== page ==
"Tonight, my fellow citizens, I can claim that I will be the nominee of the Republican Party for President of the United States. I want to first begin by thanking my family and campaign team for their guidance and support. I want to thank Senator Bob Dole, Senator Phil Gramm, and all of the other candidates for taking the time to fight for our country. I want to thank the American people for twice electing me to the second highest office in the land, and a special thanks goes to George Bush for asking me to join him. President Bush has been a great President. Over the last eight years, we have continued the progress of the Reagan era. We've opened up new markets, built stronger alliances across the globe, fought corruption in our nation's capitol, reduced taxes, and given more authority to local officials in the area of education. But, more work needs to be done. Today, Americans are over taxed, welfare has become a way of life for too many, values are being trampled, and our world is becoming increasingly complex. These times demand an experienced, proven leader who can get things done. During the course of this campaign, I've told you exactly how I intend to lead, exactly where I stand, and exactly what a Quayle presidency would look like. I will reduce income taxes by 30% and eliminate the capital gains tax, fight for conservative judges and the pro-life position, I'll work to overhaul our nation's welfare system, we'll increase parental choice in education, and we will ensure this world has strong, consistent American leadership. My friends, standing up for the free market, defending our values, and ensuring global stability is the obligation of the next President. Senator Gore and Senator Lieberman have missed the memo. Leadership is about fighting for what's right, not what polls tell you to do. They believe it's right for activist judges to interpret the constitution as they go along. They believe it's right to increase taxes on American business. They believe it's right to have a larger federal Department of Education. In Al Gore's case, he believes that ensuring our military is well equipped and well funded is fiscally irresponsible. That's really basically what he has said. We have a choice in this election, a choice between moving forward or going back to the Carter era, an era in which we saw massive inflation, higher unemployment, and a world in crisis. We need to be forward looking, we need to protect the values we hold dear, and we need to ensure America remains as great as she can be, and always has been" - Dan Quayle, victory after securing the 1996 GOP Presidential Nomination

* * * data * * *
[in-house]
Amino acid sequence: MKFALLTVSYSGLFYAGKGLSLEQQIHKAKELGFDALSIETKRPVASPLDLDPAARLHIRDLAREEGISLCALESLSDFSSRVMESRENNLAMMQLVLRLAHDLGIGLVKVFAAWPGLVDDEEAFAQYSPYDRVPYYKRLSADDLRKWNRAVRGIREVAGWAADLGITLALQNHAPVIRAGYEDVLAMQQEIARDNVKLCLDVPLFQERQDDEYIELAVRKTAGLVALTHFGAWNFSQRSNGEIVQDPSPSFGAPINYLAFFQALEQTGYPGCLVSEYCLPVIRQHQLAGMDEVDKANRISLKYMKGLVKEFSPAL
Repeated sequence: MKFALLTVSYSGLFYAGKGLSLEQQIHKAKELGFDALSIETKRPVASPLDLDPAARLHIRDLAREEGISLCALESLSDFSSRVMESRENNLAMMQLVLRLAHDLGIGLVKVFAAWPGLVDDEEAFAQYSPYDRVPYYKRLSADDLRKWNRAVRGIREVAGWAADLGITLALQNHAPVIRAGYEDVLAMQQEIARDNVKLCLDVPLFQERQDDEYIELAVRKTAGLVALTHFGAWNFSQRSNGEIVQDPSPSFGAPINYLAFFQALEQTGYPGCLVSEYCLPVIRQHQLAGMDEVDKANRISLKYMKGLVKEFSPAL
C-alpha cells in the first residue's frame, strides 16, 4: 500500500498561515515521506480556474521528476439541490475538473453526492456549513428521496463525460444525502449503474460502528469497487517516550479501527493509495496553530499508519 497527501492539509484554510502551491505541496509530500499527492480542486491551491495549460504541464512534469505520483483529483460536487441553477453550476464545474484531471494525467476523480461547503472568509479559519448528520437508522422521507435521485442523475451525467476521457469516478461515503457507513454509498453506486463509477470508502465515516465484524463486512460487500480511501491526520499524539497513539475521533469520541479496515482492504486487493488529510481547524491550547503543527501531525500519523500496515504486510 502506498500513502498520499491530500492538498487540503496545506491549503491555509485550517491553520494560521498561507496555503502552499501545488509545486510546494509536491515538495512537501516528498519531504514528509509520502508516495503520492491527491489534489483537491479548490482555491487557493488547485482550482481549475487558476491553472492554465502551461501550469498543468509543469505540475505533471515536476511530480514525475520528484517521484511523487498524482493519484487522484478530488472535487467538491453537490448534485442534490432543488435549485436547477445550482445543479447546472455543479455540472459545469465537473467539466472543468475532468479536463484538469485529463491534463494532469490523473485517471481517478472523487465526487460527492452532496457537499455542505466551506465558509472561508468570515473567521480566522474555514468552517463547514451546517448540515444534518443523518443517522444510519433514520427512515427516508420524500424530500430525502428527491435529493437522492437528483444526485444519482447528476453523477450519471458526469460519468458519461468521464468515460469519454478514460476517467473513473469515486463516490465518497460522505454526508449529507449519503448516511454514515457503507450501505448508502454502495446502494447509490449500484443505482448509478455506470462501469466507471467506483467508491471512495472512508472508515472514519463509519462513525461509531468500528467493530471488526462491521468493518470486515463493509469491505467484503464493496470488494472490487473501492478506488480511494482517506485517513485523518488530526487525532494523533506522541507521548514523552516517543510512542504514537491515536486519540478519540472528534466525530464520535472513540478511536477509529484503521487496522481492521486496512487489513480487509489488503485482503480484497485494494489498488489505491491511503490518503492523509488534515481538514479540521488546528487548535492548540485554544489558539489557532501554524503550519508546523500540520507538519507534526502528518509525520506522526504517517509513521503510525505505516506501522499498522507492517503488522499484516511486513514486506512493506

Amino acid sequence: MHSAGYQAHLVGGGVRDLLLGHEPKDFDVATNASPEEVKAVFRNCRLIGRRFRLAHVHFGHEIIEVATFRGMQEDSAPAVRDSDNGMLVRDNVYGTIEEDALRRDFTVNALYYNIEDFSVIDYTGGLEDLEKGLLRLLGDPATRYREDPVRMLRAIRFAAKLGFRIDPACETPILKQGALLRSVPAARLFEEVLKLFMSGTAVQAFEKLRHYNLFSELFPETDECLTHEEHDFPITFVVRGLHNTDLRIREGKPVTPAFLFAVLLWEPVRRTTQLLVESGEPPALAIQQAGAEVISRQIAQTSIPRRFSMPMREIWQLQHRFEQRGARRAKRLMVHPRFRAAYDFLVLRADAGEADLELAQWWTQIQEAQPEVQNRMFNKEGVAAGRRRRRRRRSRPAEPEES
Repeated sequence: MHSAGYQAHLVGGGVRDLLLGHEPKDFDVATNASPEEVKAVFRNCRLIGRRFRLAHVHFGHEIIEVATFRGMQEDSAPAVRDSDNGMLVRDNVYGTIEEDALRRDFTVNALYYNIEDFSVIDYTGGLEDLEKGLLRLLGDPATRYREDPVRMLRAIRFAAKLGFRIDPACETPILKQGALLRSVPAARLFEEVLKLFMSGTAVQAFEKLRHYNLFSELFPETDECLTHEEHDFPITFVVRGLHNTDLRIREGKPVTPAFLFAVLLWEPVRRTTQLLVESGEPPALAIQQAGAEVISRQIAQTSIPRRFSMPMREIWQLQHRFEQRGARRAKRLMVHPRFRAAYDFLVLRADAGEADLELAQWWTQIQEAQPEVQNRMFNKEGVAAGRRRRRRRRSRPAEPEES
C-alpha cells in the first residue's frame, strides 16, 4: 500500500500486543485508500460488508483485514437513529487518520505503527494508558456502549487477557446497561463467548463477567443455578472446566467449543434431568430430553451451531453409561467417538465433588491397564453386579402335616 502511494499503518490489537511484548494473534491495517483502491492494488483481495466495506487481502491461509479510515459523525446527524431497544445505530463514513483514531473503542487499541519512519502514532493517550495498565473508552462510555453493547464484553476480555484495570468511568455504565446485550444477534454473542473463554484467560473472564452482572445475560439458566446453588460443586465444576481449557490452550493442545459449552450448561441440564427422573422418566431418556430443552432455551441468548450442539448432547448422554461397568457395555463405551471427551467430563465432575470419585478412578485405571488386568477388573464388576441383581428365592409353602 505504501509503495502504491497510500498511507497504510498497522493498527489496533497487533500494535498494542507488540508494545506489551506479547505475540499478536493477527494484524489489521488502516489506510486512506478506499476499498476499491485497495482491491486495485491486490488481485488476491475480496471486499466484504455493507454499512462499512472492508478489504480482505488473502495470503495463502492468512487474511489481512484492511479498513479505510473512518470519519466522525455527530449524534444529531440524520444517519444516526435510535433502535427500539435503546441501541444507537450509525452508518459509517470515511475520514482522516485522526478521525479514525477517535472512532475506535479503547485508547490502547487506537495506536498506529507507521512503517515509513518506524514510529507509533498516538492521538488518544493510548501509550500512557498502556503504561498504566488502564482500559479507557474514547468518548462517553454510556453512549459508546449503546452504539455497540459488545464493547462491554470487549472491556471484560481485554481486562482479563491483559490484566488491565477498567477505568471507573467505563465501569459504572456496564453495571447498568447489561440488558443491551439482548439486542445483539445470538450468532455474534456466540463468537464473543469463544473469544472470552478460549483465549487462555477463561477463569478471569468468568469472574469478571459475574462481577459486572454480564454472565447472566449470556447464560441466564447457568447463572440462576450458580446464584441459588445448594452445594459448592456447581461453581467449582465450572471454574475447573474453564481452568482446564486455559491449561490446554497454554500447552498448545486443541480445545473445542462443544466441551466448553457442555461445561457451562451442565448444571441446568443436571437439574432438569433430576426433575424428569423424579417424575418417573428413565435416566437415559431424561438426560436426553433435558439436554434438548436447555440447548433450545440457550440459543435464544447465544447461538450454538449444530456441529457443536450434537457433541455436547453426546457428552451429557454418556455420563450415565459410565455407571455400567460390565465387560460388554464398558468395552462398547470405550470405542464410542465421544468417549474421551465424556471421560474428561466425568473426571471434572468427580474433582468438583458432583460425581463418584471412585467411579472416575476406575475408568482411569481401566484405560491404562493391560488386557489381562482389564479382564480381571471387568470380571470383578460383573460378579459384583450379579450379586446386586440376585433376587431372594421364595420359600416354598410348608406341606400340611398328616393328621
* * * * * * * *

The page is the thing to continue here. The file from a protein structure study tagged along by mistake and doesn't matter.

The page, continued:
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« Reply #18 on: April 20, 2015, 10:27:37 pm »
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March 5, 1996 - Lieberman wins California Democratic Presidential Primary

SACRAMENTO, CA - In yet another upset victory, Senator Joe Lieberman (D-CT) defeated Senator Al Gore (D-TN) to win California's Democratic Presidential Primary. Lieberman garnered 53% of the vote, ahead of Gore's 45%.

March 7, 1996 - Ahead of trio of primaries, Gore and Lieberman bring different plans, visions for the Democratic Party and the nation